Buy your car in a few clicks

In 2019, many auto pundits claimed that Tesla was making a big mistake by deciding to sell cars only online, arguing that whatever bad feelings people have about dealerships are essential to the automobile trade.

Posted at 4:00 p.m.

Paul Stenquist
The New York Times

But this strategy, adopted by Tesla CEO Elon Musk, which combines direct selling with a limited number of dealerships and service centers, seems to prove the experts wrong. The company dominates the booming electric car market, even as other automakers struggle to sell cars due to a shortage of microchips.

Tesla’s approach, which has been copied by young electric car makers like Rivian and Lucid Motors, could ultimately have major implications for the auto industry. Most car manufacturers and dealerships are currently making big profits as the shortage of new cars has driven up prices for both new and used cars. Still, they might adopt some of the changes Tesla introduced to appeal to shoppers who have become accustomed to buying cars online.

Individuals who have traded in traditional cars for electric vehicles made by Tesla and other manufacturers said they were satisfied with the online shopping experience and would consider buying their future cars from the same way.

Rachel Ryan, who lives near Los Angeles, said buying a Tesla Model Y in 2021 was “the easiest of her life”. “I bought it when my husband was at work. When he got home, I told him he would never drive my van again. »

Mme Ryan said the only service issue she encountered was a nail-punctured tire. “Tesla came to my house to fix it,” she said. For any questions I have, I just have to send an email, and they are on the spot within minutes. »

All types of cars

Buying online is a plus for people looking to buy a Tesla, Rivian, or Lucid car, whose customers can only buy online and directly from the manufacturer. But buying cars online appeals to a large chunk of all car shoppers, even those who buy gas-powered cars through dealerships, said Michelle Krebs, executive analyst for Cox Automotive.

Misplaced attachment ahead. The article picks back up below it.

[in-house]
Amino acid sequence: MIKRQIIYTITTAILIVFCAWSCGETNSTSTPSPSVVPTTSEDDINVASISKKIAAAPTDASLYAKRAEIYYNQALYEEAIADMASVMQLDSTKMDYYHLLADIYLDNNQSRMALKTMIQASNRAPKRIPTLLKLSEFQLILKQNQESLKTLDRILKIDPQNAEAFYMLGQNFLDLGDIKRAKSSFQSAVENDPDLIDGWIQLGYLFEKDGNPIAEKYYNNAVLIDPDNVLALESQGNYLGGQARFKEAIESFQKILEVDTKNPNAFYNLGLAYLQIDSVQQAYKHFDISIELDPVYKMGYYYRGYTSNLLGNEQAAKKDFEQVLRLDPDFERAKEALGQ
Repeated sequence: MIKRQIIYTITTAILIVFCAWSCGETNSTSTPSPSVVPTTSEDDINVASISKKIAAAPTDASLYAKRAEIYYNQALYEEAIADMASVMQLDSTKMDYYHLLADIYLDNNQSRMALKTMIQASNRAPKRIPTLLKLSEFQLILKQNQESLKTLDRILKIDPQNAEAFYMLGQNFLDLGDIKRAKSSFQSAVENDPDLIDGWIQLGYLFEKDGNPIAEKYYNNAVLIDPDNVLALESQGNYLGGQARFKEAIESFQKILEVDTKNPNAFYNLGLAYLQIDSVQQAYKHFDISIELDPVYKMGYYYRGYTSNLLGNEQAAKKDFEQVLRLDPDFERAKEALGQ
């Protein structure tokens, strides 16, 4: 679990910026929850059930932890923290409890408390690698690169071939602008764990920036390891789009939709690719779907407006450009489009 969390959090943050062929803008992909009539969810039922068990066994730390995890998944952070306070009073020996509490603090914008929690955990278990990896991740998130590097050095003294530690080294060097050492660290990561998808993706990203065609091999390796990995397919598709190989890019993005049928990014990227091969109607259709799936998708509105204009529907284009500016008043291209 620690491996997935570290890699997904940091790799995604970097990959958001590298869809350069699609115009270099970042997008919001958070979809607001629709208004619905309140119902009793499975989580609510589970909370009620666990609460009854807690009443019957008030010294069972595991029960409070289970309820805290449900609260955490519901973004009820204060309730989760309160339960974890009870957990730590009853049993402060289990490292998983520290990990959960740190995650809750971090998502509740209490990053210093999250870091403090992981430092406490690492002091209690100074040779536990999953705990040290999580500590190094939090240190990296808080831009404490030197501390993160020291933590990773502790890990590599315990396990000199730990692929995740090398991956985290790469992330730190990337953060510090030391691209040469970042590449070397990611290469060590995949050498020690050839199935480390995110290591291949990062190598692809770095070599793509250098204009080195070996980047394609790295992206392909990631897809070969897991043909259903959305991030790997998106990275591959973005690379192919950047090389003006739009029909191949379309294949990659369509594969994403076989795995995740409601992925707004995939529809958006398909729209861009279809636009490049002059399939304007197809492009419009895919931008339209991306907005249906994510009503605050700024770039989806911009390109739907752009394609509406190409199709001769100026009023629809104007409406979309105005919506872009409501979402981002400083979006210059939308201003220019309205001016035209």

Our data shows that consumers want to do more of the process online, but most don’t want to eliminate the visit to the dealership altogether. They just want the dealership experience to be different – ​​focused on the product, the product features and a test drive.

Michelle Krebs

She said some dealerships began digitizing all or part of the buying process in the early days of the coronavirus pandemic, when showrooms closed like other retail businesses. In Europe, some automakers have gone even further. Daimler, Volkswagen and Volvo sell cars directly to consumers or have announced plans to do so.

American manufacturers also want to make big changes. Ford CEO Jim Farley told an investor conference this month that the automaker’s distribution and advertising costs per car were about $2,000 higher than Tesla’s. Mr Farley said Ford wanted to sell electric cars only online at non-negotiable prices, without having to keep a large inventory of cars at dealerships.

He added that dealerships would remain important, but should become more “specialised”. He compared what’s happening in the auto industry to retail, where the rise of Amazon has forced established retailers to sell more online and use physical stores in new ways.

“It’s kind of like what happened between Amazon and Target,” Mr. Farley said. Target could have disappeared, but it didn’t. They quickly built an e-commerce platform, and they use their physical stores to offer groceries and make returns much easier than with Amazon. »